How to Manage Your Manager

It is not unusual for employees to struggle with a manager. Whether your supervisor micromanages or assigns you an unreasonable workload, issues with your boss impact all aspects of your work life.

Problems with your manager may even bleed into your personal life, leaving you stressed and anxious outside of the workplace. To maintain a functioning relationship with your manager, you need to find ways of managing him or her throughout the day. In doing so, you can reduce the pressure you feel to please your manager and strengthen your relationship with him or her as well.

There are several approaches you can take to learn how to manage your manager. While your manager holds a superior position, he or she must be able to delegate work efficiently. A good manager understands the importance of listening to the employees under his or her care. The sections below go over basic tips to keep in mind when interacting with your manager that keep your work relationship healthy and productive.

Learn How to Take Initiative

To effectively manage your manager, you must establish a balance between his or her authority and your performance level. If you have a difficult manager, you may hesitate to speak up when something needs to be addressed. As a result, your work performance may struggle.

Do not be afraid to take initiative when dealing with your manager. This can come in various forms and can be adapted to almost any workplace situation. For example, if you are dealing with a manager who constantly checks in on your progress, take the initiative and provide daily or weekly updates before he or she can ask for a progress report.

You do not need to meet with your manager in person to provide him or her with a summary of your progress for the week. You can send an email instead if you prefer telecommunication or do not have the option to meet throughout the day.

However, you’ll need to adapt your approach to the workplace culture that already exists. For example, if you work in a retail store where email use is not commonplace, you may need to provide your progress report in person.

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To provide in-person updates, reach out to your manager and request a meeting at a time that is convenient for both of you. During this meeting, update your manager on the projects you have finished thus far. Provide him or her with a brief overview of what you plan to tackle next.

In taking the initiative, you are showing that you understand what is expected of you at work. You may even impress your manager by demonstrating how efficient you are at your job.

Keep Your Manager in the Loop

Learning how to communicate with your supervisor is essential if you want to find ways of managing his or her expectations for you. Often, managers become frustrated if they are unsure of what you are doing throughout the workday. If you do not maintain open communication, you cannot expect him or her to know how much work you complete or whether you are unhappy with a designated task.

Your manager is your superior at work, but he or she cannot do the job properly if the company’s employees do not communicate when there is an issue. If you know you are incapable of handling a task assigned to you, tell him or her in advance. If something comes up that delays a project’s progress, let your boss know what happened.

By communicating regularly with your manager, you can reassure him or her that you are an active and engaged employee. This ultimately helps your manager adjust his or her expectations and demands accordingly.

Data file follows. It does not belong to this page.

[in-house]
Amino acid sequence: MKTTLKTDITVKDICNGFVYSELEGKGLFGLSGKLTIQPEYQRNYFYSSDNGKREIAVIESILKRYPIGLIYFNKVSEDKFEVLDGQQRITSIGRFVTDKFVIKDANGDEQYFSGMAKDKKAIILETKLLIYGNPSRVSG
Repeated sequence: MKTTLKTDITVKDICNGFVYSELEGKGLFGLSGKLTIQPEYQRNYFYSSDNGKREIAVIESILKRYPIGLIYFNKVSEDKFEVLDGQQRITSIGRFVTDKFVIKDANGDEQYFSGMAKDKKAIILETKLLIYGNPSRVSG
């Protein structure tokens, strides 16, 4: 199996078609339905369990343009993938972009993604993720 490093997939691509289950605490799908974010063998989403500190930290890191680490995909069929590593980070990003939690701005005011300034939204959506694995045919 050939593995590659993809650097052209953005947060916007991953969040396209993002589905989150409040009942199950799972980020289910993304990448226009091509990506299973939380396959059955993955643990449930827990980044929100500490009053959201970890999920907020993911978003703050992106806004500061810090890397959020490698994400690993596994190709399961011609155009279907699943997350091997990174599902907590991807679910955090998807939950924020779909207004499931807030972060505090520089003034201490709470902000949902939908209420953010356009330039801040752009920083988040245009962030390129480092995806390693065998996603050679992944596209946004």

A manager cannot effectively perform his or her job if employees are consistently avoiding conversation. Additionally, most employees cannot effectively perform their jobs without regular check-ins. Therefore, you should communicate regularly with your supervisor about issues that come up during the workday.

Maintaining open communication with your manager is also beneficial during your performance review. If you believe you have been working hard, you can cite your active communication to prove it.

You should be able to directly ask your manager about the prospect of receiving a raise or promotion if you feel you deserve it. If you plan on requesting a raise or promotion, come prepared with a list of projects you have completed or examples of how you have improved the business.

Display a Strong Work Ethic

Your manager may be hard on you if he or she feels you are not as dedicated to your work as other employees. To alleviate this issue, you should demonstrate a strong work ethic. This can reassure your manager that you can handle the work you have been assigned, and that you are an engaged and dedicated employee.

You can choose to show your work ethic in a variety of ways. What strategies you adopt largely depends on where you work. For example, if you work in an office, showing up early or staying late a few times to complete a larger project can make a big difference.

When you choose to work outside of your designated hours, you are showing your supervisor your dedication and commitment levels. If you do not work in an office or don’t want to work outside your regular hours, volunteering for additional assignments or brainstorming new ideas can demonstrate dedication as well.

Your manager wants to see evidence of your work ethic, and you must show how much you care about the job if you want to remain in your position. Taking some initiative to get projects done can convey how hard you work and how dedicated you are to be completing your job.

Work on submitting your assignments earlier or pick up a few extra shifts when your manager is looking for help. Come up with new ideas that boost the company’s performance or team camaraderie. When you work hard, your manager notices your efforts.

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